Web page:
The current 50-mile Ingestion Pathway Zone, within which the NRC and state and local officials would monitor radiation in food, milk, and water, would be expanded to 100 miles. Contaminated food and liquids were found even beyond 100 miles of both Fukushima and Chernobyl; 50 miles is clearly too little. Establishing a more realistic zone would enable expansion of that area in a real emergency if necessary.
Finally, the petition would require every other emergency exercise done by the utilities (once every two years, along with NRC, FEMA, and state and local officials) to include a regionally-appropriate initiating or concurrent natural disaster. It is simply astonishing that the utilities and government officials have never had to train to cope with such an event, even though it has long been known–and unfortunately graphically demonstrated at Fukushima–that earthquakes, hurricanes, tornadoes and other disasters would not only vastly complicate an evacuation, but can also cause a nuclear catastrophe.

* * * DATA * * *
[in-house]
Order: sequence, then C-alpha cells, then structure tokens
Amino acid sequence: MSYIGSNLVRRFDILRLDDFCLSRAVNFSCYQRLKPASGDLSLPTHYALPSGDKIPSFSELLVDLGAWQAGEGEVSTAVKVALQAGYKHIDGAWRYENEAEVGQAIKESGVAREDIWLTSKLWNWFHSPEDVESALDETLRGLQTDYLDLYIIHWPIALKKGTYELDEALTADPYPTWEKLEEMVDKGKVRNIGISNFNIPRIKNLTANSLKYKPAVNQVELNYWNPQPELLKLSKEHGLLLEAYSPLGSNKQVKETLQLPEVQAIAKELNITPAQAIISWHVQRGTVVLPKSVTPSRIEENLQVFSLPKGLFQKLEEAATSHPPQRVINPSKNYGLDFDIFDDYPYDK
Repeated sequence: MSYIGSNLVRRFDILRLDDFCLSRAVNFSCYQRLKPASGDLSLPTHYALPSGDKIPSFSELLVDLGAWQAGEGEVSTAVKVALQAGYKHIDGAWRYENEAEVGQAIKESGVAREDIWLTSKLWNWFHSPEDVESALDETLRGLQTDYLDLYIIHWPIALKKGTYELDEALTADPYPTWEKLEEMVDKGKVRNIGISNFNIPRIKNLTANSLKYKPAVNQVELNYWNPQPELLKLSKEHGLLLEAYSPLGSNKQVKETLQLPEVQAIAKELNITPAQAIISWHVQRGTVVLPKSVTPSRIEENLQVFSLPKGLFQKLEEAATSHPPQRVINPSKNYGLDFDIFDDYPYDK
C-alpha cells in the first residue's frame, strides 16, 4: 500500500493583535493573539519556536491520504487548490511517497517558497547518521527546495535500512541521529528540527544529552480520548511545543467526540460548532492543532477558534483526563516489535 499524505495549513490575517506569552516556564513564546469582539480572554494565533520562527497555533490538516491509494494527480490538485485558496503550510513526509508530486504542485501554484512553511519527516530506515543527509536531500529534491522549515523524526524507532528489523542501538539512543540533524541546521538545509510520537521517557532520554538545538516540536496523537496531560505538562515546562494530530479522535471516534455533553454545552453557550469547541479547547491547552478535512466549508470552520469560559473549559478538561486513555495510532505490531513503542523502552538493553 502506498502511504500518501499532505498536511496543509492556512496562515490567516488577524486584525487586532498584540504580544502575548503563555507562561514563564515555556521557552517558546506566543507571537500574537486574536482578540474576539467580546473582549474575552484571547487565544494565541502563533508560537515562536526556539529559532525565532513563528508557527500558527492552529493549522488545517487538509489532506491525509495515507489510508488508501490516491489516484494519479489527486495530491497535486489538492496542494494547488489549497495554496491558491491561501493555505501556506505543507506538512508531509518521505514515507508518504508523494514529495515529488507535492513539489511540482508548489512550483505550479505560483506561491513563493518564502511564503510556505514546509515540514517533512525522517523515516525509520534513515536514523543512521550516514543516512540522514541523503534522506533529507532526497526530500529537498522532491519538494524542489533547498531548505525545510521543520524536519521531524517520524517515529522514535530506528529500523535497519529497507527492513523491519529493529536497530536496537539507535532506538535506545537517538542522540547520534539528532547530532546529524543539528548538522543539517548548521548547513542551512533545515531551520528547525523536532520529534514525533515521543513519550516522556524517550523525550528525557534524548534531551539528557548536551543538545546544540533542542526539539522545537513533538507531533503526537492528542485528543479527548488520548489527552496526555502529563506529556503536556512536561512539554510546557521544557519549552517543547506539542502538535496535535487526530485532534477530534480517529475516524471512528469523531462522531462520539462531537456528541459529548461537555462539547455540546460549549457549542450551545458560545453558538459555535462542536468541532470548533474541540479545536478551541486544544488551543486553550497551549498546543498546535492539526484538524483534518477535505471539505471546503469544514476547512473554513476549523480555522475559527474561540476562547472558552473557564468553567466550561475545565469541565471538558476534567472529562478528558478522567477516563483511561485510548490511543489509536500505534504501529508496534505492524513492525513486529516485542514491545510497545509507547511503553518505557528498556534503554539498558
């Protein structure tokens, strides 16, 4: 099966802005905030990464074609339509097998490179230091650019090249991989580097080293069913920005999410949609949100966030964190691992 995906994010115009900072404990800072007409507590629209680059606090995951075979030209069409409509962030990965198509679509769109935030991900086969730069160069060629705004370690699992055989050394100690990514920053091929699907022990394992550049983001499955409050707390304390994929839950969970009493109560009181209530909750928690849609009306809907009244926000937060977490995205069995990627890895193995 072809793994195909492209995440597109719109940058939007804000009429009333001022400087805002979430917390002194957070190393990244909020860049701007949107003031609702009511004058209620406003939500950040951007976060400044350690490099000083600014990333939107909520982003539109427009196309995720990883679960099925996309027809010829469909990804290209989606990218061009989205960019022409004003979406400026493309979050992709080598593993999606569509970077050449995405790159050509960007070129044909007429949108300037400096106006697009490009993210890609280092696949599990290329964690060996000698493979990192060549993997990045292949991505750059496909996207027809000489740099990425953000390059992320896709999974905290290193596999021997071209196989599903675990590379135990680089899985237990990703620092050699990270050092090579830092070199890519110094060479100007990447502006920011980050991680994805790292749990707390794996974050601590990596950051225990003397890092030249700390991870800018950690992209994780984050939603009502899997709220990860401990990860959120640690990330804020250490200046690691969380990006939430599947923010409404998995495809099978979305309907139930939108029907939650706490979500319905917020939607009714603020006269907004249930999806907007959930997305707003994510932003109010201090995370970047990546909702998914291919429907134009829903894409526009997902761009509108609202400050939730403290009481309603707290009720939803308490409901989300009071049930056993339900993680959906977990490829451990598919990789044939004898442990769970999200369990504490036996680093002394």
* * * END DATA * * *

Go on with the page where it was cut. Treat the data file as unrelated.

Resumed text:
Somewhat less obviously but perhaps even more importantly, the petition also challenges the entire concept that underlies the NRC’s current emergency rules, which, in real life, are far less protective than is generally understood, even by local officials who would have to implement them. The petition would change the NRC’s approach of basing its emergency approaches from reliance on computer models to one that takes real-world experience into account.
Few people–including local officials and even many anti-nuclear activists–don’t realize that the NRC doesn’t intend to evacuate anyone if projected radiation exposure levels would be lower than levels that might cause acute illness. In other words, think you and your children are going to be evacuated if radiation levels might be high enough to cause cancer later on? Nope, under the NRC’s current approach, they’d expect you to stay put and suck it up (as one EPA official actually said referring to the extremely high radiation levels found in the EPA’s Protective Action Guidelines, which form part of the basis for the NRC’s approach).